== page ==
Gunmen killed at least 10 people at two Nigerian polio clinics on Friday, with one of the wounded health workers describing a horrifying attack that saw them trapped by fire.
The attacks in the northern city of Kano came after a local cleric denounced polio vaccination campaigns this week and some local radio programmes repeated conspiracy theories about the campaigns being a Western plot to harm Muslims.
Such conspiracy theories have long spread in parts of Nigeria's mainly Muslim north, stoked by local politicians. Nigeria is one of only three countries still considered to have endemic polio, along with Pakistan and Afghanistan.
"Nine people were killed in two separate attacks by gunmen on (motorised) tricycles when they attacked two dispensaries where polio immunisation workers were preparing to go out for polio campaigns," police spokesman Magaji Majia told AFP.
A doctor speaking on condition of anonymity later said that one of the wounded taken to hospital died from her injuries, raising the death toll to 10.
Police declined to say who they believed was behind the killings.
Islamist extremist group Boko Haram has carried out attacks in Kano, though gangs linked to local politics also operate.
"Six people on a tricycle pulled up outside the dispensary at 9:45 am while polio immunisation workers were gathering for the day's house-to-house polio campaign," a resident near the second attack said.
"Two of the men were holding guns. They stormed into the dispensary and began shooting."
A victim in the first attack who was shot in the back said from her hospital bed that two gunmen stormed into the consultation room at the clinic where she and five other immunisation workers were seated and opened fire, killing two people.
They then set fire to a curtain, and shut the door behind them as they fled.
"We summoned courage and broke the door because we realised they wanted to burn us alive," the woman said.
Speaking haltingly at Aminu Kano Teaching Hospital, she declined to give her name or age, though she looked to be in her 30s.
Three other wounded victims from the same attack were hospitalised, including one who was in emergency surgery. One later died.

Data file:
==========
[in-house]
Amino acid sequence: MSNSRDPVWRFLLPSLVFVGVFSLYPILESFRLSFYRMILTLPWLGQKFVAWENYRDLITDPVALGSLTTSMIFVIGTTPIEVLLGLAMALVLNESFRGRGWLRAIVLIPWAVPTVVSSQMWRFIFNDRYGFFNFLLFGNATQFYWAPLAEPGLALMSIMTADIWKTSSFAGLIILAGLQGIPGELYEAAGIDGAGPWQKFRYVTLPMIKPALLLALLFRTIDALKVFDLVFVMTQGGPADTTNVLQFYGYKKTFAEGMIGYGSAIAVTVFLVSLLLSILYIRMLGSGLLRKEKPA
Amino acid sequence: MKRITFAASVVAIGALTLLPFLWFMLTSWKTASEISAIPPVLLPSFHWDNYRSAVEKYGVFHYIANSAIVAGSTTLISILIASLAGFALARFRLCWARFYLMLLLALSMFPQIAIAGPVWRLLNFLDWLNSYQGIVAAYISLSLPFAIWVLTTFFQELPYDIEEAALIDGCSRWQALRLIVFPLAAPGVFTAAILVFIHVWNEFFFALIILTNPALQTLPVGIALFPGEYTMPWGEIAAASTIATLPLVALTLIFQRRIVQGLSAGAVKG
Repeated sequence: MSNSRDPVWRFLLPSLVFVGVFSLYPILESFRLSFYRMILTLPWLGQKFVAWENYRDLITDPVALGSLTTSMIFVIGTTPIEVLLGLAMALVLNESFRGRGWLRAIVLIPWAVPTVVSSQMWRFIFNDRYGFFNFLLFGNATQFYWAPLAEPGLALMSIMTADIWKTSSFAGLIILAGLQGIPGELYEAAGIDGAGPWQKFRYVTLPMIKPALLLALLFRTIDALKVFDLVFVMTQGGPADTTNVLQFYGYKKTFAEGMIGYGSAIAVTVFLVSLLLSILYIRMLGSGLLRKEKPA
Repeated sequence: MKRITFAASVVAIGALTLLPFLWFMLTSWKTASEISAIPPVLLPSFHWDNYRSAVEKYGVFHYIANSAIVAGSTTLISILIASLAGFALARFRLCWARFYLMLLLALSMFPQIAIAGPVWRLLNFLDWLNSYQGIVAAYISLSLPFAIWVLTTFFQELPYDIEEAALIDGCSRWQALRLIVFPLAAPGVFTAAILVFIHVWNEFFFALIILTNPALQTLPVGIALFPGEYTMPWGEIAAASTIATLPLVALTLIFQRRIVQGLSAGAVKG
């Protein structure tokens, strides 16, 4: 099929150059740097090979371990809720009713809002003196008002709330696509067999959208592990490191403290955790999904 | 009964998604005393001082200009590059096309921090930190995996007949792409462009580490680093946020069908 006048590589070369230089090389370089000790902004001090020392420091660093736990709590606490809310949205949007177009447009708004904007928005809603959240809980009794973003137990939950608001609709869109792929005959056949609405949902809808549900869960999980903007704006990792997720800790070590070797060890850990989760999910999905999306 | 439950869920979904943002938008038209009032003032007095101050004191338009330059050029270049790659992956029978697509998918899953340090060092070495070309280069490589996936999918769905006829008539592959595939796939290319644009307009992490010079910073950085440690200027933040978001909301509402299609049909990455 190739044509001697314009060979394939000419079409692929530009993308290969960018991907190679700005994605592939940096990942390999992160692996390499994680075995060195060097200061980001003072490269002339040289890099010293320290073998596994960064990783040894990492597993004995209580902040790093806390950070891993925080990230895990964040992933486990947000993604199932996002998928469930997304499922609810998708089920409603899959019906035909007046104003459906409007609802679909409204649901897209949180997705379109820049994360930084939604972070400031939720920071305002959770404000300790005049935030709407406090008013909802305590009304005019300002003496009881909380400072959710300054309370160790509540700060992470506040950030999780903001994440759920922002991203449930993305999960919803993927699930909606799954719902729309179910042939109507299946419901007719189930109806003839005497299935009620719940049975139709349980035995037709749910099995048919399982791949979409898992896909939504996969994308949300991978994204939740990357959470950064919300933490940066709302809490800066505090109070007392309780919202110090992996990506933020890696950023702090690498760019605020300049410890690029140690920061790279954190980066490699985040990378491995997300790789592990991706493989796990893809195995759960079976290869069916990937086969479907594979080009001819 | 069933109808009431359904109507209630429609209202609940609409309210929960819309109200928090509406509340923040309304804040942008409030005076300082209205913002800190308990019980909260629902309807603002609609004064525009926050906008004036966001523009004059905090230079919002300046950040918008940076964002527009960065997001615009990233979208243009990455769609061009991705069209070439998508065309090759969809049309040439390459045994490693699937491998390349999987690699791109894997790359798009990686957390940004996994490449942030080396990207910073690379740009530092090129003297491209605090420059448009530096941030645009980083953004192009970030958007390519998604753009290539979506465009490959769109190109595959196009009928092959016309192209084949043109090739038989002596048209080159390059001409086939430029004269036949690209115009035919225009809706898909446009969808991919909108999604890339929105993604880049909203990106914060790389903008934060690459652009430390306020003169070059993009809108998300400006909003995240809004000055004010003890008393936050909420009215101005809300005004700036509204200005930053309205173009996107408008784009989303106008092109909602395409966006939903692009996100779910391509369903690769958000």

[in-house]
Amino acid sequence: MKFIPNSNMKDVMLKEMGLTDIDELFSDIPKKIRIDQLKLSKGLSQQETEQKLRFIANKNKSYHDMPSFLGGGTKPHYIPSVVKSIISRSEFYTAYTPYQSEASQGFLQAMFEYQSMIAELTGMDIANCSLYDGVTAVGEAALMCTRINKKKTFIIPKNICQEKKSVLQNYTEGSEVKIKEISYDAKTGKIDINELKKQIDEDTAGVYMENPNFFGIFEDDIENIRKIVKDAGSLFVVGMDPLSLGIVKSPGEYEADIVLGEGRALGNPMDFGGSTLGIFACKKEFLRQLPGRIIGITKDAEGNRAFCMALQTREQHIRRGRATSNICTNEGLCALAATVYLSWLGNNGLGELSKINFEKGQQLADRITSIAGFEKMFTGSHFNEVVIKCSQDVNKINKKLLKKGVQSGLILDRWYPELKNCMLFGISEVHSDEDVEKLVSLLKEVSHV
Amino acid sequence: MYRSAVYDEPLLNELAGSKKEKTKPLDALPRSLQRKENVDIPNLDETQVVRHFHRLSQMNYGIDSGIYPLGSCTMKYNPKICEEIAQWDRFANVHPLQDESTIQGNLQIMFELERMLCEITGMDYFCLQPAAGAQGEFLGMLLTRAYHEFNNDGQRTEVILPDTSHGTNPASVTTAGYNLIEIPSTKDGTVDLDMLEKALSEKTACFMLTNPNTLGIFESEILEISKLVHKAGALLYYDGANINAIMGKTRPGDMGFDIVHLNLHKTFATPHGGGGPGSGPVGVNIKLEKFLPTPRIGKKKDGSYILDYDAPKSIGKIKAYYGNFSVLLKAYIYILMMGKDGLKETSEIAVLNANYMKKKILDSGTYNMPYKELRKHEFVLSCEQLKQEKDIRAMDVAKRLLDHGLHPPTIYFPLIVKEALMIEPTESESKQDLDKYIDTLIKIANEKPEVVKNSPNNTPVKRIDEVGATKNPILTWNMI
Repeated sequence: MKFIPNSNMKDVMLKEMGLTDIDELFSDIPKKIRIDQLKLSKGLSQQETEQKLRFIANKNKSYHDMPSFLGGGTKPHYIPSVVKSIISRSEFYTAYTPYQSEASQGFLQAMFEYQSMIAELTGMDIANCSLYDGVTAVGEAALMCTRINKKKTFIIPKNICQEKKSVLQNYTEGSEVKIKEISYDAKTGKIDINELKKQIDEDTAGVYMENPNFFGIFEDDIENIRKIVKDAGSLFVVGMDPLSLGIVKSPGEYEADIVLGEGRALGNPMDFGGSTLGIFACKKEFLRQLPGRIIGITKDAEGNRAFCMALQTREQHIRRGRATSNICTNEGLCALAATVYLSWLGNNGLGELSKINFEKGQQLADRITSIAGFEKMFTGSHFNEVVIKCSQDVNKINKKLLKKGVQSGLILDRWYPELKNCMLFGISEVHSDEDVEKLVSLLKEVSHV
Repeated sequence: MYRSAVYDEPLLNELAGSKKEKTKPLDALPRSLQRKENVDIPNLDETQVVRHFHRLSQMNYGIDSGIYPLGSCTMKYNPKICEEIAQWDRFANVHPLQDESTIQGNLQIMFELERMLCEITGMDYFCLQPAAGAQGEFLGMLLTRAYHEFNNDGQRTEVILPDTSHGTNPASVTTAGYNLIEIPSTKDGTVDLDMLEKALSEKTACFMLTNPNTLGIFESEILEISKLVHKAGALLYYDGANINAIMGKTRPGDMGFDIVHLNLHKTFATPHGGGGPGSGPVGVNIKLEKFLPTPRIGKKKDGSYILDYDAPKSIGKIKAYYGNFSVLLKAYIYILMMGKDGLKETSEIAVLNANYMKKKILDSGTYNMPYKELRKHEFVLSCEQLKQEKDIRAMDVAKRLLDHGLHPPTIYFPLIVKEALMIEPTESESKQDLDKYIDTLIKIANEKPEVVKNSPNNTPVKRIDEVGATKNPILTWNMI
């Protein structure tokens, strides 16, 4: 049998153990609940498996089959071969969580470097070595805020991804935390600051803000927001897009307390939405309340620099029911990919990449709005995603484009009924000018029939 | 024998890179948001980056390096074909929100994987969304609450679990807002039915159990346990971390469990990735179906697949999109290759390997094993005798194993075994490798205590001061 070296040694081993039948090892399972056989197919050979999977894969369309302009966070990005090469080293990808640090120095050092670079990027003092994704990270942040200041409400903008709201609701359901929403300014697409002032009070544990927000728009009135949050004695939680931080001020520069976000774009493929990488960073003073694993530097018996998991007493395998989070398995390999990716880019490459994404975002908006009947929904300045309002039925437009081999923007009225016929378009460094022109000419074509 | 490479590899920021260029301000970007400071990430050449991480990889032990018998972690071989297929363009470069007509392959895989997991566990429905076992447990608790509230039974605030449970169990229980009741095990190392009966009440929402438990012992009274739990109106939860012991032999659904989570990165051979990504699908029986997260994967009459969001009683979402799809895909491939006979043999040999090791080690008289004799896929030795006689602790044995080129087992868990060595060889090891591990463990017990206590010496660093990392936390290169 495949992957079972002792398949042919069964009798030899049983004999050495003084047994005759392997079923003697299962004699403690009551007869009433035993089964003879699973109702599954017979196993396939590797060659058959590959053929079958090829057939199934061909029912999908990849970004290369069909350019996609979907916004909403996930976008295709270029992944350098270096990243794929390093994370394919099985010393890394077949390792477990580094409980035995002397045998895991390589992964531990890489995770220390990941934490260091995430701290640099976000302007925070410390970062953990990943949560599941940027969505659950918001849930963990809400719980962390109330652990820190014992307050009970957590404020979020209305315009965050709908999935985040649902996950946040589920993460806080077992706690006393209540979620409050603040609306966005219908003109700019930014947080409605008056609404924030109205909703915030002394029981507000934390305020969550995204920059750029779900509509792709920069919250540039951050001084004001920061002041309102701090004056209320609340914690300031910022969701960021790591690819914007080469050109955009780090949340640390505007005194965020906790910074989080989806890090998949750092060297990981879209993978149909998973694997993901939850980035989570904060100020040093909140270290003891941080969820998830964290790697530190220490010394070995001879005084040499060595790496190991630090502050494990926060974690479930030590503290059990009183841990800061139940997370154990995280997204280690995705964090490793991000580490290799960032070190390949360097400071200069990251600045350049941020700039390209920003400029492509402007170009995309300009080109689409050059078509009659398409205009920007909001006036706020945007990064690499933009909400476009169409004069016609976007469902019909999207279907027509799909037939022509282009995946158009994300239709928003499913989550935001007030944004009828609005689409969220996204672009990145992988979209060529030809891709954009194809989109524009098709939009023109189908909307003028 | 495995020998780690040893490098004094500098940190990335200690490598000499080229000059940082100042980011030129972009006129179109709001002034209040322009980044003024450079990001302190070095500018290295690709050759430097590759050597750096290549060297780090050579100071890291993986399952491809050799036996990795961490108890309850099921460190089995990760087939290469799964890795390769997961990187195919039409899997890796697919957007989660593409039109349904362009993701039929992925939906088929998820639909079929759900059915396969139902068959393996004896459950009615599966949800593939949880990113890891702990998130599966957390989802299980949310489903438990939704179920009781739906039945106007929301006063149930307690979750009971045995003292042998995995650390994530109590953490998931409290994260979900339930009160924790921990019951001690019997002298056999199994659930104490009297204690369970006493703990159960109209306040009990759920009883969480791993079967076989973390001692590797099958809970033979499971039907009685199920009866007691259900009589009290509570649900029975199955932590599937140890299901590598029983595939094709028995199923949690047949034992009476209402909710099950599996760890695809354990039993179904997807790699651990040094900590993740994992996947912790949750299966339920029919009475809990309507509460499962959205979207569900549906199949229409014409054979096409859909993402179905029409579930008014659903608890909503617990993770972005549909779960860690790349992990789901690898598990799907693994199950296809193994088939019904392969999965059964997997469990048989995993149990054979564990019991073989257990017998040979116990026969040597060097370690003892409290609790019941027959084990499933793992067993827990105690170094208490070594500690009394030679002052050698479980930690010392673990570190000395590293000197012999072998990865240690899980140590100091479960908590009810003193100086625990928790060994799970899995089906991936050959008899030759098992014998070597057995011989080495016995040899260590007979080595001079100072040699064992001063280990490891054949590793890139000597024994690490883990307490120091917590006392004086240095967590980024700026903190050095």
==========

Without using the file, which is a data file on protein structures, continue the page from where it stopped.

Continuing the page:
Those killed in the first attack included a man and two women, while the seven killed in the other attack were all women, according to residents.
At the clinic where seven were killed, windows were broken, the front door was blackened by fire and blood could be seen on the floor.
The two clinics are about five kilometres (three miles) apart.
Last year, gunmen killed two Nigerian police guarding polio vaccination workers, though it was unclear whether the attack was linked to the campaign.
Islamist extremists have carried out scores of attacks on police.
In 2003, Kano's state government suspended polio immunisations for 13 months, with the then governor saying claims on its harmful effects had to be investigated.
The suspension followed allegations by some Muslim clerics that the vaccine was laced with substances that could make girls infertile as part of a US-led Western plot to depopulate Africa.
Despite the resumption of immunisations, polio has not been eradicated in Kano as many parents still reject the vaccine.
However, conspiracy theories have not been the only reason for scepticism.
US pharmaceutical giant Pfizer carried out a highly controversial trial here in 1996 for a meningitis drug blamed for the deaths of 11 children and disabilities in dozens of others.
Deadly attacks linked to polio vaccination campaigns have also occurred in Pakistan.
On January 31, a bomb killed two polio vaccination workers in Pakistan's northwestern tribal region, the latest in a series of such attacks in the country which have killed 19 people in two months.
Polio once crippled and killed children worldwide until a concerted eradication campaign was started in 1988.
According to the World Health Organisation, Nigeria accounted for 121 of the world's 222 polio cases in 2012.
Microsoft co-founder Bill Gates and his foundation have led a high-profile effort to stamp out polio, including in Nigeria.
While pockets of resistance have remained, public outreach efforts have succeeded in many areas of Nigeria in convincing families of the need for polio vaccines.